A (Very) Brief History of Holidays

On January 1st 2014 it was 100 years since the birth of commercial aviation. The first flight had just one passanger who won a 23mins flight across Tampa Bay, Florida at auction for $400 ($9,493 in todays money).  Now, on average, more than 8 million fly each day.

Both the price and journey have decreased dramatically for international flights; the first transatlantic flight in 1919 took 23 days with 6 stops along the way (now it’s more like 8hrs). By the 1970’s plane were downright luxourious with loads of space, second floors, bars, probably a few open air swimming pools…

The economy ones I fly in now are less fancy, and the stress of going through airport security and getting up early makes the whole experience less enjoyable.  Also airports had much better shops and eating establishments when I was younger I’m sure.  Always take food with you to the airport that’s my advice.   They are significantly safer these days though.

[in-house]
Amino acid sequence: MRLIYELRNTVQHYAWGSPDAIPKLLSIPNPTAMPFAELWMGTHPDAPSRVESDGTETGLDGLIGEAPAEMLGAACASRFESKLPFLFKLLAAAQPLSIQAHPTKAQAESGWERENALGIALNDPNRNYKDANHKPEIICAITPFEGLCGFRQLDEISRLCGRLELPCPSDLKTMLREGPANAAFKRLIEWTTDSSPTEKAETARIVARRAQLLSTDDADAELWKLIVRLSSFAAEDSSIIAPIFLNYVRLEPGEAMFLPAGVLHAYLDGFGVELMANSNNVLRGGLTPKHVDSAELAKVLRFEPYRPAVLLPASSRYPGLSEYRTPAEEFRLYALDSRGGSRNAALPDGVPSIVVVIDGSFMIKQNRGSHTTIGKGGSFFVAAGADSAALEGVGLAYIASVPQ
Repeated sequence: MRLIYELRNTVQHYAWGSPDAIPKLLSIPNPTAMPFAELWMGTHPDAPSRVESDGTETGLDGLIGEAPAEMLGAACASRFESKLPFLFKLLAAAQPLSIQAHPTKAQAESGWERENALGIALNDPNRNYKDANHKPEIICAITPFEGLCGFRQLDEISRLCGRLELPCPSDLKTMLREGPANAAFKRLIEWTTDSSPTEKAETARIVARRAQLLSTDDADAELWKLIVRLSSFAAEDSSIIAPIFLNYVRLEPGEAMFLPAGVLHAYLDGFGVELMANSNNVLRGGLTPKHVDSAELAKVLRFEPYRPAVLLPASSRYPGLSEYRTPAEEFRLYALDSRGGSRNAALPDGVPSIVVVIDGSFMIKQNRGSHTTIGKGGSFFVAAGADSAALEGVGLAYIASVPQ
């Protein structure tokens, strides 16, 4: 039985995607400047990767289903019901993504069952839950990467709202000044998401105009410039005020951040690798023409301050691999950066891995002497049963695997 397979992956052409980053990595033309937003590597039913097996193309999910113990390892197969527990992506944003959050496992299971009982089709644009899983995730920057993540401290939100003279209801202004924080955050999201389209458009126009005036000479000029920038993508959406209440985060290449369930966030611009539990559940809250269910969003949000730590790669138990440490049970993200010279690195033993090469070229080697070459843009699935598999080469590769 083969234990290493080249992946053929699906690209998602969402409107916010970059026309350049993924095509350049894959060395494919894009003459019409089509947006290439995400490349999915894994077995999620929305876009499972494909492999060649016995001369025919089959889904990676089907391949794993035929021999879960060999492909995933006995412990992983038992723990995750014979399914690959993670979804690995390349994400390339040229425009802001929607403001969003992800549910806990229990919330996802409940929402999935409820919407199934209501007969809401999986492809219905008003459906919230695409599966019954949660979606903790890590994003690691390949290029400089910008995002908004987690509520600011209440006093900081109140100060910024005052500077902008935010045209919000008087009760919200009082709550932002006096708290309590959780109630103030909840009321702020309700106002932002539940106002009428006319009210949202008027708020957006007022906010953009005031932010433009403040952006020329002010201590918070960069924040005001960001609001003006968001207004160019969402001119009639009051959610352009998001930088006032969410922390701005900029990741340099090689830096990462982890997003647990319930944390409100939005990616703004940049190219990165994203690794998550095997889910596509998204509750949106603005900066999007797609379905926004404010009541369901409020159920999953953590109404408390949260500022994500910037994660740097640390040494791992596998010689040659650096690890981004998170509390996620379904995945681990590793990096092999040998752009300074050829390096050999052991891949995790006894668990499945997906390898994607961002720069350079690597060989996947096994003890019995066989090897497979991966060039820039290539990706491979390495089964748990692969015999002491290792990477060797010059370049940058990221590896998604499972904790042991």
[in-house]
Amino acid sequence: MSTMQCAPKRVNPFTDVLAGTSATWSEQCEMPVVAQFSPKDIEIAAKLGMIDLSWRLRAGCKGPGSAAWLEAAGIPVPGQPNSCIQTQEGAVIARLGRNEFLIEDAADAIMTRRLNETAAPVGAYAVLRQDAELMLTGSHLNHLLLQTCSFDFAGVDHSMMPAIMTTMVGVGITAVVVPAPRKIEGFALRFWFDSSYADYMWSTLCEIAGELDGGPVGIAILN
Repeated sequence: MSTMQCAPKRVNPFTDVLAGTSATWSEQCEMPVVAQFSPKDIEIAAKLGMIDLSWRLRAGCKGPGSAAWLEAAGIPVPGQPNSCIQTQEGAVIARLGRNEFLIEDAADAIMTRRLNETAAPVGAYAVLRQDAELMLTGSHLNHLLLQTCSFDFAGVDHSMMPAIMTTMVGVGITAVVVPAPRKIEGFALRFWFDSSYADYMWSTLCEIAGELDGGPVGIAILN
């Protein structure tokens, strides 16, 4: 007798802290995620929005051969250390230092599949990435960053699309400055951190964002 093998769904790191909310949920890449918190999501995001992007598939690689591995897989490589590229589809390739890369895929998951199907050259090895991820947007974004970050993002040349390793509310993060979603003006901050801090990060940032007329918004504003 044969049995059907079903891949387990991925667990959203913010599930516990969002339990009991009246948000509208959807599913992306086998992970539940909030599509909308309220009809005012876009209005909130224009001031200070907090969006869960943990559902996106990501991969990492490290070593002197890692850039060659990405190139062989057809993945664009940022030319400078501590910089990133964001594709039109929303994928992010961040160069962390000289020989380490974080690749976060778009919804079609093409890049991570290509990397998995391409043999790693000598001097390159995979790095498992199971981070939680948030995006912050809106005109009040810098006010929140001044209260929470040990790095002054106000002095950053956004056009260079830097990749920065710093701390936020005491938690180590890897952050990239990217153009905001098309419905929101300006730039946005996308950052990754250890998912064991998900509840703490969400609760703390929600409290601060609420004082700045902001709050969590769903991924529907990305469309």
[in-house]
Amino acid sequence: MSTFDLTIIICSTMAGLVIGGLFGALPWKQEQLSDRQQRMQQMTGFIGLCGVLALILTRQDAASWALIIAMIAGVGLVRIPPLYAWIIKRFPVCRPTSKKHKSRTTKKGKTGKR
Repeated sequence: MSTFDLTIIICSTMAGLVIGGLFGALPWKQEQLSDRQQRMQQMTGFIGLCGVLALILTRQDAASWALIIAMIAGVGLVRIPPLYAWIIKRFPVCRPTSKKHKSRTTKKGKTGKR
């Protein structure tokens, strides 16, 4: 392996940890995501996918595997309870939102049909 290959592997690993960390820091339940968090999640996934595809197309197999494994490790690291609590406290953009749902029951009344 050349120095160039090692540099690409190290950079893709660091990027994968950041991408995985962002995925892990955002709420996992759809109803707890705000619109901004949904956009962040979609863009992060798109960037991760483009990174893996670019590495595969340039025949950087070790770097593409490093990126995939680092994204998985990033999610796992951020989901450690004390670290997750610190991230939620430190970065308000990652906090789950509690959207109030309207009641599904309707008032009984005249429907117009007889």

After the recession newspapers were celebrating the rise of staycations where cash strapped Brits were holidaying in the UK rather than further afield. Although according to an incredibly scientific survey by MyVoucherCodes.co.uk a week in the UK is more expensive than abroad because of the dodgey weather here means speanding more money on indoor entertainment.  Not sure why that surprises everyone, the UK is very expensive.

I’ve been on a few nice mini-breaks though- Liverpool last summer, and Newcastle  the autumn before that.  Trips to London can be fun but get down there can be expensive. I want to go back and visit the V and A again with my new boyfriend, that and the Natural History Museum which are both free and big enough to wander around for days.

It’s harder to trek about without a car but I’d happily go back to Liverpool, Newcastle, or London.  I’m thinking of heading to Glasgow for the first time in a while which is only 45mins commute to Edinburgh.

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